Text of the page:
There was a good bit of hubbub ahead of the press conference at the Holy See’s Press Office this morning, to present the new document, Placuit Deo, issued by the Congregation for the Doctrine of the Faith, on certain aspects of Christian salvation. Specifically, the document dealt with “neo-Pelagianism” and “neo-Gnosticism”, which have made numerous appearances in the speeches and texts of Pope Francis.
Basically, the document is an “explainer”, and basically, it does a good job.
The document clarifies, for example, that when Pope Francis talks about neo-Pelagianism and neo-Gnosticism, he is articulating his perception of certain parallels between the two ancient heresies on the one hand, and certain trends and tendencies in contemporary culture and intellectual life, on the other. “Pope Francis,” the document says, “often has made reference to the two tendencies,” toward overconfidence in one’s own powers and belief in the possibility of salvation through inner illumination that denies the order of creation, which, “resemble certain aspects of two ancient heresies, Pelagianism and Gnosticism.”
With specific regard to Pelagianism, the similarity is found in that, “According to this way of thinking, salvation depends on the strength of the individual or on purely human structures, which are incapable of welcoming the newness of the Spirit of God.”
The contemporary tendency that rhymes with ancient Gnosticism, on the other hand, “puts forward a model of salvation that is merely interior, closed off in its own subjectivism. In this model, salvation consists of improving oneself, of being ‘intellectually capable of rising above the flesh of Jesus towards the mysteries of the unknown divinity.’ It presumes to liberate the human person from the body and from the material universe, in which traces of the provident hand of the Creator are no longer found, but only a reality deprived of meaning, foreign to the fundamental identity of the person, and easily manipulated by the interests of man.”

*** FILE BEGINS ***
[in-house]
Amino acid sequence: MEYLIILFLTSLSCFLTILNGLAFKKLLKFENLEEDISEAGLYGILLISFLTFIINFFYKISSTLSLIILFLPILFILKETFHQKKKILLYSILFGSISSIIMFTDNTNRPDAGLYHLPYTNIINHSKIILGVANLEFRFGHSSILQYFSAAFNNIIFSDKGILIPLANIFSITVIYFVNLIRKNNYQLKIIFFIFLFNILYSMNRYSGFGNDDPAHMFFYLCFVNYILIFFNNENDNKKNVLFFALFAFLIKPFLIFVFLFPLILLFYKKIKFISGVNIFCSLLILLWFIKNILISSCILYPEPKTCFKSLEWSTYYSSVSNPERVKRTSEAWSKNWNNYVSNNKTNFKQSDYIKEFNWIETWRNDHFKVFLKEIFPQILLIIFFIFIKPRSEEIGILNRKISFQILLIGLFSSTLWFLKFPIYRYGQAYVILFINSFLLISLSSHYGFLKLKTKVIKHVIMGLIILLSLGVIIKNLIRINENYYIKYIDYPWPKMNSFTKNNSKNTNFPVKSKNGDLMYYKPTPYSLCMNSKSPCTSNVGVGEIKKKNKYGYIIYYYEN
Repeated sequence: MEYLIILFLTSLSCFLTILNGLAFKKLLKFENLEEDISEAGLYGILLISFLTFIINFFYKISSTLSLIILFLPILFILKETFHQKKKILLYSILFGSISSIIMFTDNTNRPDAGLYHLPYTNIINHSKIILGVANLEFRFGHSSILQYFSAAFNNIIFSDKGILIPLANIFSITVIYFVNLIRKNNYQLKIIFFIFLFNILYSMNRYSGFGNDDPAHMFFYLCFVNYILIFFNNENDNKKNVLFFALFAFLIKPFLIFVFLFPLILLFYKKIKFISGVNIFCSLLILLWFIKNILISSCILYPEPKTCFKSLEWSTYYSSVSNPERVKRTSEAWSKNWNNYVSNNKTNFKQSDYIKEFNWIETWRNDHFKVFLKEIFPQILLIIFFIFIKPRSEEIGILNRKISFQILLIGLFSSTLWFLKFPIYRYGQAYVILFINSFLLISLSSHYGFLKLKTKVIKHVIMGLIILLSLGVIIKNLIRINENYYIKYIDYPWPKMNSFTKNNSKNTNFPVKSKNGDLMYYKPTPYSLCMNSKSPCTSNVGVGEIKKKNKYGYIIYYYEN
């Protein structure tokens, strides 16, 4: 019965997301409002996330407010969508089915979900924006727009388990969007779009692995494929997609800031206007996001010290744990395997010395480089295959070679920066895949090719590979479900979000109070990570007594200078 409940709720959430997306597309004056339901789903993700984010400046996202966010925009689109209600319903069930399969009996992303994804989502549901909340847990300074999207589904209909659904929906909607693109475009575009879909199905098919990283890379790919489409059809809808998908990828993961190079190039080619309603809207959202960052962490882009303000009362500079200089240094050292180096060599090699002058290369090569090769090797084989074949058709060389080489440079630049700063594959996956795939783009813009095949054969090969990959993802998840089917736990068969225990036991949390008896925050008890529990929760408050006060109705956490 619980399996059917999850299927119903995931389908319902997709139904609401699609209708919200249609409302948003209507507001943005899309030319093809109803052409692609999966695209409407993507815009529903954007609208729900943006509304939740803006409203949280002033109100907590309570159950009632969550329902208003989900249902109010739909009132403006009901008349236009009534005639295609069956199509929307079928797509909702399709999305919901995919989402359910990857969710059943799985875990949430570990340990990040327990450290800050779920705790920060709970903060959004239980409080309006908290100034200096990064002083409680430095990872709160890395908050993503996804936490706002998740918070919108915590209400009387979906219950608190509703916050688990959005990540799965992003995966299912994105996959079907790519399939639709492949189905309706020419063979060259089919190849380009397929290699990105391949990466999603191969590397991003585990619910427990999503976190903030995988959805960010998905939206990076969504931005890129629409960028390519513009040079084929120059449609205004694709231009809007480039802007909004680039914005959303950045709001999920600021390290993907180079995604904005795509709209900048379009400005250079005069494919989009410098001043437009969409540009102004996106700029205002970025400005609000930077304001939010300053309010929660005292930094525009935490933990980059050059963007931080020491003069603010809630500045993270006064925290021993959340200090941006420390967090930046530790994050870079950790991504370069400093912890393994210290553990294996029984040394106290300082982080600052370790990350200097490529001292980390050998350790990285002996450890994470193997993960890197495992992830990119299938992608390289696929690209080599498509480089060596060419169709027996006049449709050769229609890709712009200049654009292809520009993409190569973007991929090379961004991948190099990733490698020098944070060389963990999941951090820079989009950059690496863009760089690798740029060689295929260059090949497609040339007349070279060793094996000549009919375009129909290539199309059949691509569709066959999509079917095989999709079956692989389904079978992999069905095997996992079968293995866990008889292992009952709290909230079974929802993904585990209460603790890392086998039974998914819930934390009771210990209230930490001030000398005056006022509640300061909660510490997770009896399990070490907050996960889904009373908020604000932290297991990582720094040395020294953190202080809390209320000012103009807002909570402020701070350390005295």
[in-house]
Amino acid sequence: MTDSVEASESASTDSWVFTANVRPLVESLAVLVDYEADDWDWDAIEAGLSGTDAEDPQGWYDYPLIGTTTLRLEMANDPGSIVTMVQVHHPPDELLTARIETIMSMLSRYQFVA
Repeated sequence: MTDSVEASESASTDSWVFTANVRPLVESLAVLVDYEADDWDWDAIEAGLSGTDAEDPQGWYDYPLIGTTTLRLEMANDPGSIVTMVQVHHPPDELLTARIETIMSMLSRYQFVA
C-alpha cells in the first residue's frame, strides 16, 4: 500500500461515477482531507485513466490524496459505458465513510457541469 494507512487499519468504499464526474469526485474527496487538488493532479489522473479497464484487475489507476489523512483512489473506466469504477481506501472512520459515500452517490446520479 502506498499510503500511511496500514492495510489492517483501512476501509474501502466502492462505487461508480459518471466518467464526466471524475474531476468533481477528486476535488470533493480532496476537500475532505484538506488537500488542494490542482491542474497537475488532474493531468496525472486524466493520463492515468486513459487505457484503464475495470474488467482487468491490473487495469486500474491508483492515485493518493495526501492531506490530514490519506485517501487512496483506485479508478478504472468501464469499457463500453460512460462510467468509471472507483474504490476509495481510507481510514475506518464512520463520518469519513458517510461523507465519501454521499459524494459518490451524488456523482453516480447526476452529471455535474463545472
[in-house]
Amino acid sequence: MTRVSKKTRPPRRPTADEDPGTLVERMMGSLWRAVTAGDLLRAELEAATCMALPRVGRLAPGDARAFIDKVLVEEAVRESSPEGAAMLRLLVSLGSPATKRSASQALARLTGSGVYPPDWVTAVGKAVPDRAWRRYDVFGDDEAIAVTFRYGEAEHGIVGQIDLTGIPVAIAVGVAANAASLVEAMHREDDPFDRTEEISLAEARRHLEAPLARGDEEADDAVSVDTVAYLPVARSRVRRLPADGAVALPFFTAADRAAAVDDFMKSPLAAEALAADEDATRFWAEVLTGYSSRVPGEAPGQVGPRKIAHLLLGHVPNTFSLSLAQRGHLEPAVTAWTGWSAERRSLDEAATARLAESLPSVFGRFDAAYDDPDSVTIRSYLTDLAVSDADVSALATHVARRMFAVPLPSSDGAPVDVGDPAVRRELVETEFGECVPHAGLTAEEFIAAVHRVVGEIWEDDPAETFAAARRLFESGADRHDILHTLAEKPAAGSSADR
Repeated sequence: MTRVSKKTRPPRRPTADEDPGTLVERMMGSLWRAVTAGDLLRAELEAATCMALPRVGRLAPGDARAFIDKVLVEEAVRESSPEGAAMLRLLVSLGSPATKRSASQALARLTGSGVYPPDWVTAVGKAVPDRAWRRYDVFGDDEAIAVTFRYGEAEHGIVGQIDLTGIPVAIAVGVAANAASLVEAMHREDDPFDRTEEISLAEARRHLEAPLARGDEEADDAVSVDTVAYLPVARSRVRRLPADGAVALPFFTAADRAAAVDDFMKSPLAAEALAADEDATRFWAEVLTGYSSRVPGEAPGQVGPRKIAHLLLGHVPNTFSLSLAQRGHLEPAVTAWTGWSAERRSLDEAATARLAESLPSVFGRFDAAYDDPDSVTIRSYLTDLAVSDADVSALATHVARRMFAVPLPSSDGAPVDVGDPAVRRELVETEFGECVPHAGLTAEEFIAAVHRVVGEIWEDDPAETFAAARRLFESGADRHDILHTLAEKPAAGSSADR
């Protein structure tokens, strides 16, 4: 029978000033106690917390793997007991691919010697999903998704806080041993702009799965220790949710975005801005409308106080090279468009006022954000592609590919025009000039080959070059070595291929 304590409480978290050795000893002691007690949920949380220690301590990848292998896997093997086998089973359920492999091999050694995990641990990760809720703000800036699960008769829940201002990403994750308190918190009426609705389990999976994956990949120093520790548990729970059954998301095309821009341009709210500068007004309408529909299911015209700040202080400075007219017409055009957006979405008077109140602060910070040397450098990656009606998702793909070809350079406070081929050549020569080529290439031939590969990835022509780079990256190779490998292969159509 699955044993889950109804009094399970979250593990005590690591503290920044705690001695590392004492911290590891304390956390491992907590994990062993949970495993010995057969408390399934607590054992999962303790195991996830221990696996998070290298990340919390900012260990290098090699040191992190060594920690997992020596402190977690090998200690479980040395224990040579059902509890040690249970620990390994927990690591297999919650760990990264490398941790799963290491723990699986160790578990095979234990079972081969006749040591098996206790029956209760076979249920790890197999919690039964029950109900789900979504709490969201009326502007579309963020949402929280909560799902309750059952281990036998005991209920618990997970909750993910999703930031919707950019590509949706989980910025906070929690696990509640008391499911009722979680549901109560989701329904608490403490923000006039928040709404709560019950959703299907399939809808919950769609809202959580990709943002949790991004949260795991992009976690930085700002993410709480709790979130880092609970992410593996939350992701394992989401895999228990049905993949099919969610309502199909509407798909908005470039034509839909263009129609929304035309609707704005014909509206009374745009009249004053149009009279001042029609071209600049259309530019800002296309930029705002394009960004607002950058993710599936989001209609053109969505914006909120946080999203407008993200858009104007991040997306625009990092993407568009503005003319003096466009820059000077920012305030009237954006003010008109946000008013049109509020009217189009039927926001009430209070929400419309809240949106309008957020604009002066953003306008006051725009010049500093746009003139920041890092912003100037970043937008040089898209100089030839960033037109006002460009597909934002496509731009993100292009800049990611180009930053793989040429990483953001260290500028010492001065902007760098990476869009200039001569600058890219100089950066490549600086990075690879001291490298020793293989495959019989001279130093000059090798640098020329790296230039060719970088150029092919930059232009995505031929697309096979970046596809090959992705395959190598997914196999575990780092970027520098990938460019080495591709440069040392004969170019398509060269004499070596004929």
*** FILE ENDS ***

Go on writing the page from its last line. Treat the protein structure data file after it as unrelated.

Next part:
In his prepared remarks to journalists, the Prefect of the Congregation for the Doctrine of the Faith, Archbishop Luis Ladaria SJ, was careful to note that, even if there are significant similarities, which justify the use of the terms, “The difference between the current, secularised historical context and that of the first Christian centuries is great.” In short: The Pope is using a sort of theological short-hand. We ought not either read too much into it, or want more from it than he wants to get from it or give us with it.
Though the document has remote origins in the controversy over an earlier doctrinal letter from the CDF, Dominus Iesus, around which many of the questions from theologians that provided the impetus for Placuit Deo turned, “This document does not intend to respond, to enter directly into the [specifically ecclesiological] questions [which were anyway secondary to the main Christological focus of Dominus Iesus], which had repercussions in the ecumenical field,” Archbishop Ladaria said. “It intends to explain, in keeping with Dominus Iesus, Christ the Savior, to insist [even more] on what is Christian salvation.”
In essence a gloss of Francis, then, the CDF document does what all the best “explainers” of Pope Francis do: it says what Pope Francis “really meant” by paying close attention to the words he actually said, and placing them in the context of the Church’s tradition of reading both her sacred texts and the signs of the times, and the Church’s address of contemporary social and cultural issues in that light.
Basically, the long and the short of this letter is that theologians asked questions, the CDF studied the issue, and prepared a document, which was approved in plenary session and submitted to the Holy Father, who asked that it be published, “as soon as possible”. Less than two weeks later, CDF published and presented the document. If there is one thing noteworthy about the way the thing happened, it is that it happened quite normally. It was business as usual, it appears, in the best possible sense, and a welcome — however short-lived — respite from the drama.